I’m a prickly shrub growing 6 feet tall,
Integrated control is my only downfall,
With berries so sweet you’ll forget I’m a weed,
Infesting wetlands with vigor and speed.
Cutleaf Evergreen Blackberry (Rubus laciniatus) may seem native, growing wild along riverbanks, roads, railroad tracks, and trails. Indeed, these abundant berries (great for pie and jam) are synonymous with summer in British Columbia, where they take over greenbelts and backyards, abandoned lots, urban alleyways, and logged lands. However, Cutleaf Evergreen Blackberry is, in fact, invasive.
The tenacious shrub, which was introduced from Eurasia, claims its new territory along roadsides, riverbanks, and rangelands throughout the Sea to Sky. Spreading vegetatively (by sprouting root buds and root developments) and by seeds alike, this woody invader tends to choke out other plants, prevent the establishment of native trees that require sun for germination, block access to rivers and wetlands for humans and animals, and mask eroding banks. Indeed, with a dense rootball up to 10 m wide and 1 m deep, this resilient weed sucks up nutrients from the surrounding soils, leaving the area barren of native flora.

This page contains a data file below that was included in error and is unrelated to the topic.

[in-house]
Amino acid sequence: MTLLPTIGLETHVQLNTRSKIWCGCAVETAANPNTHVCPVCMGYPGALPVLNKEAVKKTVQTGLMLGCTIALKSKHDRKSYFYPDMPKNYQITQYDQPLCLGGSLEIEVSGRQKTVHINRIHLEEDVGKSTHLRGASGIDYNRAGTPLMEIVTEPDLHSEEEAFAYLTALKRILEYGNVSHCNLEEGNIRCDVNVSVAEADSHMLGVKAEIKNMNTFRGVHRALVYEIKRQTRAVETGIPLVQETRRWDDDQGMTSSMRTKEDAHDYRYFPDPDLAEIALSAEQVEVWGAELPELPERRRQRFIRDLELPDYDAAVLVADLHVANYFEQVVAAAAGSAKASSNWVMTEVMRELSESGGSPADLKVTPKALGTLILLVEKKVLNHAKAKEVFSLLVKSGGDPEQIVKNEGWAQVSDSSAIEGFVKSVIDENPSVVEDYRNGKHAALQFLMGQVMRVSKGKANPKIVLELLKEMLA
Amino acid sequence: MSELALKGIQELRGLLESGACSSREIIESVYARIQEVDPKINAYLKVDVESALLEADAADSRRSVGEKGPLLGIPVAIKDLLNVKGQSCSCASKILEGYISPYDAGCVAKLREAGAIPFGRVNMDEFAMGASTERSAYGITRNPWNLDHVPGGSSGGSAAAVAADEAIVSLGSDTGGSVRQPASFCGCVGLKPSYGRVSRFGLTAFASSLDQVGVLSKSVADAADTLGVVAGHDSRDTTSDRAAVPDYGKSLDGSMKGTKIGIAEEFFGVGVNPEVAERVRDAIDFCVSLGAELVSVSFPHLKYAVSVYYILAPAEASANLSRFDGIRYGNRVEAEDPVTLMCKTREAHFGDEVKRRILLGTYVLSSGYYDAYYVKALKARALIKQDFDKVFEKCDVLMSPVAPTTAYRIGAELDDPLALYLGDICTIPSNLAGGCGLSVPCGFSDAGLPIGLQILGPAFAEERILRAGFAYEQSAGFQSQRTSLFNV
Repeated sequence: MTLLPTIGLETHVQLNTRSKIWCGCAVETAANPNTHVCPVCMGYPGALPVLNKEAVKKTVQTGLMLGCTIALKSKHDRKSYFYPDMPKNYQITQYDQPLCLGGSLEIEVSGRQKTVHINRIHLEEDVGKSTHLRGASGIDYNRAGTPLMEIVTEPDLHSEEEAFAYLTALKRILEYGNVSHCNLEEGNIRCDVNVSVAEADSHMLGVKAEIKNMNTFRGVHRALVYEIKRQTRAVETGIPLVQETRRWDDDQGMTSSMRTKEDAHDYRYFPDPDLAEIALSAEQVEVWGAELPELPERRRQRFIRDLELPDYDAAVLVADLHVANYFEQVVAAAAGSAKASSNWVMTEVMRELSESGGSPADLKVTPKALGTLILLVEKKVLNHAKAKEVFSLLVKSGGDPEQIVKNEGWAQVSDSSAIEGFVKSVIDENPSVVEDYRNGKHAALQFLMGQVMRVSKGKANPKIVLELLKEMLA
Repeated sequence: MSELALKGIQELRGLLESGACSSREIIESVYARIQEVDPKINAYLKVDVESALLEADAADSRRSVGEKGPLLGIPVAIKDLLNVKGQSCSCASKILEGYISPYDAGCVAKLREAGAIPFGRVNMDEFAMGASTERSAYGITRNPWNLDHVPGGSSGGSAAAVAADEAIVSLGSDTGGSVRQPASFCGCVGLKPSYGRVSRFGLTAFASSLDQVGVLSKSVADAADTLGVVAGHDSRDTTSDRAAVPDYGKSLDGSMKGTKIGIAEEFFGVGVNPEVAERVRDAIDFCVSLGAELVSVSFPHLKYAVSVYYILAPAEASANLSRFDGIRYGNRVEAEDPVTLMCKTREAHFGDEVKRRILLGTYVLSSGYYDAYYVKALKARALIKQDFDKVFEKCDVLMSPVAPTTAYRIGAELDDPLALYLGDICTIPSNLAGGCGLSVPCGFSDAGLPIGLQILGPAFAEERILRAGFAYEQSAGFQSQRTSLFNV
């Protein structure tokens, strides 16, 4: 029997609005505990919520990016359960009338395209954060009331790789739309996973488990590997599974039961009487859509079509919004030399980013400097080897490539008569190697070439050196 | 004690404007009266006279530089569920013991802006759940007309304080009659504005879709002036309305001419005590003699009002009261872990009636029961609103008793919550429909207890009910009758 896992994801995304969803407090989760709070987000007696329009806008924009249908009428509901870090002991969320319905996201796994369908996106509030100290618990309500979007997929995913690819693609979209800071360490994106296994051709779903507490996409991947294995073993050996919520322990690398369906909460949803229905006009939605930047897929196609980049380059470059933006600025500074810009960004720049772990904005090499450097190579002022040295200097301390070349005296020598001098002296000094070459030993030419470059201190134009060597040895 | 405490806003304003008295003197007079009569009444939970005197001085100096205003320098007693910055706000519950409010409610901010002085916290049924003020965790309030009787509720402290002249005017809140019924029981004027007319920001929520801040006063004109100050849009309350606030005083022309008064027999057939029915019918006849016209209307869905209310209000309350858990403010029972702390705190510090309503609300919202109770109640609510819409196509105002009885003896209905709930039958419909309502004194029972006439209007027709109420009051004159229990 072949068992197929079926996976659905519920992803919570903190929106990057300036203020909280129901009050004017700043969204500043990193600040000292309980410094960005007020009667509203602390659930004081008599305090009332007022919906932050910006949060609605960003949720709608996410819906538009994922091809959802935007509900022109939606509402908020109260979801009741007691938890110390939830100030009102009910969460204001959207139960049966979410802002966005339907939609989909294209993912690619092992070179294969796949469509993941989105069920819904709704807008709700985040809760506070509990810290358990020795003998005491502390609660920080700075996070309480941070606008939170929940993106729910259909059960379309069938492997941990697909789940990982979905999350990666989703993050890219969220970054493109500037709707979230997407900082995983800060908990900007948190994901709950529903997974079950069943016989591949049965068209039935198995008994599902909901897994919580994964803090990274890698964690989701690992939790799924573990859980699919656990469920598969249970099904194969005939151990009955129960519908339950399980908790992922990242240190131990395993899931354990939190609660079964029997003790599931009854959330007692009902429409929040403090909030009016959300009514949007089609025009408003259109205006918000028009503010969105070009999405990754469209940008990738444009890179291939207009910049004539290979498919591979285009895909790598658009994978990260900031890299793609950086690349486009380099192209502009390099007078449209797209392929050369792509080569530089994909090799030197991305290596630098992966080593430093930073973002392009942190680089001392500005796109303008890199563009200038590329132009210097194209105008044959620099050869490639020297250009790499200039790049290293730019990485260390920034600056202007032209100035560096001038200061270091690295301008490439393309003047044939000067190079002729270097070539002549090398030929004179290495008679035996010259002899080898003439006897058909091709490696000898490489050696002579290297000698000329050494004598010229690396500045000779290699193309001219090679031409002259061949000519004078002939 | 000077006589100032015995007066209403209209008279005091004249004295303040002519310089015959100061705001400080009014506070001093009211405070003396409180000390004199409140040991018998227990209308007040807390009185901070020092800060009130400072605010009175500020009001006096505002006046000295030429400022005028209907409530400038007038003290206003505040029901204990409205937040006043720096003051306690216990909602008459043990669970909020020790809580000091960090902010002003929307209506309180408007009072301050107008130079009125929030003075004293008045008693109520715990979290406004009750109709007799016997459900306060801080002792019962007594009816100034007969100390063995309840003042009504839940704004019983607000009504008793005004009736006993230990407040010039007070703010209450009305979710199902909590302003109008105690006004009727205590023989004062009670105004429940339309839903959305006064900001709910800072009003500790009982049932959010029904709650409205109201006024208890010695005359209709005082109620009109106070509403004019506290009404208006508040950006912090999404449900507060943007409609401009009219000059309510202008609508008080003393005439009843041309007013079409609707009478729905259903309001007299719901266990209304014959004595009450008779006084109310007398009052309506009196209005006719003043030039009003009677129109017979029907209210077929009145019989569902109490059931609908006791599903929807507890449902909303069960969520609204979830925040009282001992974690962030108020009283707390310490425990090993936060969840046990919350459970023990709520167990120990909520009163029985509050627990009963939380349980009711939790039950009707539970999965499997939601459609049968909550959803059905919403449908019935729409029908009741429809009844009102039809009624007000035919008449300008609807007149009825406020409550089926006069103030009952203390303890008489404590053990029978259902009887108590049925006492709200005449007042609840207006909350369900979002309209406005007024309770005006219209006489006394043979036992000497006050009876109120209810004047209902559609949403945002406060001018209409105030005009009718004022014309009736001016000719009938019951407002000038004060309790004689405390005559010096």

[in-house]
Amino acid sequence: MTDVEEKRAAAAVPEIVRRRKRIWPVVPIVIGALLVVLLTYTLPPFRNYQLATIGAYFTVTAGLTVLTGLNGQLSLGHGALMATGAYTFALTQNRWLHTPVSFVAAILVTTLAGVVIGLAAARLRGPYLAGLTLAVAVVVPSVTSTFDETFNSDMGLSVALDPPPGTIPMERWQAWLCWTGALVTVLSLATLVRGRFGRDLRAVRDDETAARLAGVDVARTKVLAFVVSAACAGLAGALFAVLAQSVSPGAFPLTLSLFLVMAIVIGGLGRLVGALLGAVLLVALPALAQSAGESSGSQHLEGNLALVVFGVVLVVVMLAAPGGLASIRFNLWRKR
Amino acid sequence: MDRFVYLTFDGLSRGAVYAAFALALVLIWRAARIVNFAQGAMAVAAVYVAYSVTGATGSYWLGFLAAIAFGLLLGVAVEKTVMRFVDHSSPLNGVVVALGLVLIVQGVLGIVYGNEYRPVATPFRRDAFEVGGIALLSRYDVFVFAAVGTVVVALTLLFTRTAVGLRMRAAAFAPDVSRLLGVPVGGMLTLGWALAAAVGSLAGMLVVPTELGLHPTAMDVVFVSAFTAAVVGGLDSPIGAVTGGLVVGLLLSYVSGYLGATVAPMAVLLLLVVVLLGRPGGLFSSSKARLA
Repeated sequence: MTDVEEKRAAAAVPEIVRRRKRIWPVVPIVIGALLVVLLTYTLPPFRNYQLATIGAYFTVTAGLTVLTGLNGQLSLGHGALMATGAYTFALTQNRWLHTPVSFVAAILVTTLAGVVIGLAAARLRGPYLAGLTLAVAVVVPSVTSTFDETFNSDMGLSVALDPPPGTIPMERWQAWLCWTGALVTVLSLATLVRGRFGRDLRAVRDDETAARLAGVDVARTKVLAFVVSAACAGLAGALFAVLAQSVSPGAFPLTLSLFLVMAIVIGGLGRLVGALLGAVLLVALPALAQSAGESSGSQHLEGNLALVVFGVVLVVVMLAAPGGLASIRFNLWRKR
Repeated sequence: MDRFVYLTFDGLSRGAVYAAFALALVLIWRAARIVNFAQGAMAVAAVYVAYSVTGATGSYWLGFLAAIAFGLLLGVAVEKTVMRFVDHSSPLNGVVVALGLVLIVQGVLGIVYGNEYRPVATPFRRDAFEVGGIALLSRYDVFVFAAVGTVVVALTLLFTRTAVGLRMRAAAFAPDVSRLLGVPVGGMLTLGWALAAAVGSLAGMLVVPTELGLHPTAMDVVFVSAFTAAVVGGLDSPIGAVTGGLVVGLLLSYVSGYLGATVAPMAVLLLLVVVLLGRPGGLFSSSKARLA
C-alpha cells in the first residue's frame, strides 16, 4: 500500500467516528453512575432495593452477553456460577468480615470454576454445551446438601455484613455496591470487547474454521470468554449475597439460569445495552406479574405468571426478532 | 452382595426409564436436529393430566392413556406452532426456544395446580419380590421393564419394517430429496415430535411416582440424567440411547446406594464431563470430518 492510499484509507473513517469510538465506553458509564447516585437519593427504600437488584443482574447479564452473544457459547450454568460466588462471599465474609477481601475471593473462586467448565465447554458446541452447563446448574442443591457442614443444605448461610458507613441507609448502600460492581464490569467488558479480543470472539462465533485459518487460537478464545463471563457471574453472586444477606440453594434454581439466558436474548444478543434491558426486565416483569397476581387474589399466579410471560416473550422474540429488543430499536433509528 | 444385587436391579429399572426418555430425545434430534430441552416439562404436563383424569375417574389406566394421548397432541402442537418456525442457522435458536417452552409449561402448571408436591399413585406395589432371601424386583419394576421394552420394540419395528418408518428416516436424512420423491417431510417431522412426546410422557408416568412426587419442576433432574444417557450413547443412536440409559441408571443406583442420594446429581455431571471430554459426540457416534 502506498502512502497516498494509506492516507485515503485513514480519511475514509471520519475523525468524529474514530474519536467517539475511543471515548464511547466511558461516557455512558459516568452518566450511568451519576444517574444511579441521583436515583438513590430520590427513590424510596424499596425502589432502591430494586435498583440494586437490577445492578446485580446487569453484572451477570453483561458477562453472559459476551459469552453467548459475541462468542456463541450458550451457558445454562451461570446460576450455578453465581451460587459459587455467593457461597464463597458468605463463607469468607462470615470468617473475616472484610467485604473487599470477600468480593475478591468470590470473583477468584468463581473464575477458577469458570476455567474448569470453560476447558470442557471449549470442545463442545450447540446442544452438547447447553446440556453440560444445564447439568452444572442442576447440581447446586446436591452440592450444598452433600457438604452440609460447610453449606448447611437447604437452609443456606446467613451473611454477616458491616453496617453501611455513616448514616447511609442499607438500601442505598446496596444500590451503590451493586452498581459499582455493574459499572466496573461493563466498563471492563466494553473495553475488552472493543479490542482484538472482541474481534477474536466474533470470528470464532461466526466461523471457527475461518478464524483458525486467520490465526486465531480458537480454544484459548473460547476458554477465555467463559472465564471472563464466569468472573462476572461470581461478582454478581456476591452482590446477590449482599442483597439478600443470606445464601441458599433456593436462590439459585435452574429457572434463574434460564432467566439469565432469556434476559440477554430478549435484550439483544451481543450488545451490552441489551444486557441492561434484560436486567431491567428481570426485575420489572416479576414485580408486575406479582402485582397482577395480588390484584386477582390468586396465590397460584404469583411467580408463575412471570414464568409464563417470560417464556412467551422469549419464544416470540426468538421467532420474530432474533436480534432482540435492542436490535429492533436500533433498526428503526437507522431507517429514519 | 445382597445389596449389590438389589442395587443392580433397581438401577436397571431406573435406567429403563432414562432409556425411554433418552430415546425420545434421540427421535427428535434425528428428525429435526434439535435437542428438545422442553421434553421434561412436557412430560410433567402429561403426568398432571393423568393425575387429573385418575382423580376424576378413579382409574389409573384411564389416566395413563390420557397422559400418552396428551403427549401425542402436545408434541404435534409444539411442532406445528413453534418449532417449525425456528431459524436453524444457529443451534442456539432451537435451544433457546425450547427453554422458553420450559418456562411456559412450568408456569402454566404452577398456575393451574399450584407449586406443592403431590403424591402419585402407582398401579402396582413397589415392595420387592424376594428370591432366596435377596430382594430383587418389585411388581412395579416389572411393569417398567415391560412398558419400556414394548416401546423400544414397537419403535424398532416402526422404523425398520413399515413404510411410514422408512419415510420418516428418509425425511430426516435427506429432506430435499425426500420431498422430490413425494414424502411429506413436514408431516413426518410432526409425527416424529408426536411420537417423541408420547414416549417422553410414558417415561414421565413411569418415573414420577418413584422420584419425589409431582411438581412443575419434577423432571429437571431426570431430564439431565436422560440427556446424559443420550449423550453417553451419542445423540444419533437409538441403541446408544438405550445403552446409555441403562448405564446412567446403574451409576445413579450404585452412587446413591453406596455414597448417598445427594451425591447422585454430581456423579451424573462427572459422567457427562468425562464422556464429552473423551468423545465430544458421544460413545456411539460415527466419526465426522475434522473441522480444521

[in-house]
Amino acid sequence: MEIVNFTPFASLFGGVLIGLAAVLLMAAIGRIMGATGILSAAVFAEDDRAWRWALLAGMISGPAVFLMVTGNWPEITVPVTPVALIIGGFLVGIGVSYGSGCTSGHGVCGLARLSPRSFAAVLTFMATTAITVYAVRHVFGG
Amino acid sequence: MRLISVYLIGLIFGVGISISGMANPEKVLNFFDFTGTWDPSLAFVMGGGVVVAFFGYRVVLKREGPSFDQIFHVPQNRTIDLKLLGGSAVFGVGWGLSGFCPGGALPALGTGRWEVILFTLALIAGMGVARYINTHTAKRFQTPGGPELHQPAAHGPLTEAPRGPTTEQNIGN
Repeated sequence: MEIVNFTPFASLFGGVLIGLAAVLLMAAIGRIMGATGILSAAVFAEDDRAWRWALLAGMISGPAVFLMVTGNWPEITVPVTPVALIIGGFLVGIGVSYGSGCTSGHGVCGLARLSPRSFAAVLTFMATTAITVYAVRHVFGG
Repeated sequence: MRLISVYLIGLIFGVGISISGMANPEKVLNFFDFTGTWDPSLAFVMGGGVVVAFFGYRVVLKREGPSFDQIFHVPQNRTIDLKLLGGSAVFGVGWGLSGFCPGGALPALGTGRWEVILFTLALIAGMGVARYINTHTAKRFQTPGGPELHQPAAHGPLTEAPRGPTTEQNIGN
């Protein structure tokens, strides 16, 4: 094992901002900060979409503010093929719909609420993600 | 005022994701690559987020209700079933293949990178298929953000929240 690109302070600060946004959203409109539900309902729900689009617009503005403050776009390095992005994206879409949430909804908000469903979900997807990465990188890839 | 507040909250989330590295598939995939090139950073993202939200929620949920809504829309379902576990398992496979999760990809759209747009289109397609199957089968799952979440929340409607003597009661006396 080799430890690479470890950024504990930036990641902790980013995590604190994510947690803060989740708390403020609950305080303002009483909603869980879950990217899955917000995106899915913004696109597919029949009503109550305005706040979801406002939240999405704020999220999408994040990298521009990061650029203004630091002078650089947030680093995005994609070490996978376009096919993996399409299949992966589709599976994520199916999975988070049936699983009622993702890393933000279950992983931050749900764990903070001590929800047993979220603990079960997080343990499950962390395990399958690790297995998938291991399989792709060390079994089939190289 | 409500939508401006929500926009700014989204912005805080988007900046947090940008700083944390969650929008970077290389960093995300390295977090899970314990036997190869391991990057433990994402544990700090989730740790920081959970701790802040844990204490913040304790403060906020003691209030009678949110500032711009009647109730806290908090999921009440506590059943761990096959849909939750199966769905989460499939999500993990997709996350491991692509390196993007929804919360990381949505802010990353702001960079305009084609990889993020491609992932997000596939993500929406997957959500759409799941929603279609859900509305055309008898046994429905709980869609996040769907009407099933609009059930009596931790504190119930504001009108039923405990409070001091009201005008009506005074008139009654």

Cutleaf Evergreen Blackberry can be identified by its dark green leaves, unique in their hairy underside, and five deeply-divided, toothed leaflets. Its white or slightly pink flowers self-pollinate, which produce their famously bright blackberries and aggressively spreading seeds!
As shown on SSISC’s Invasive Plants List, we seek to contain populations in Squamish and eradicate infestations in Whistler and Pemberton. Have you spotted Cutleaf Evergreen Blackberry? Report sightings here.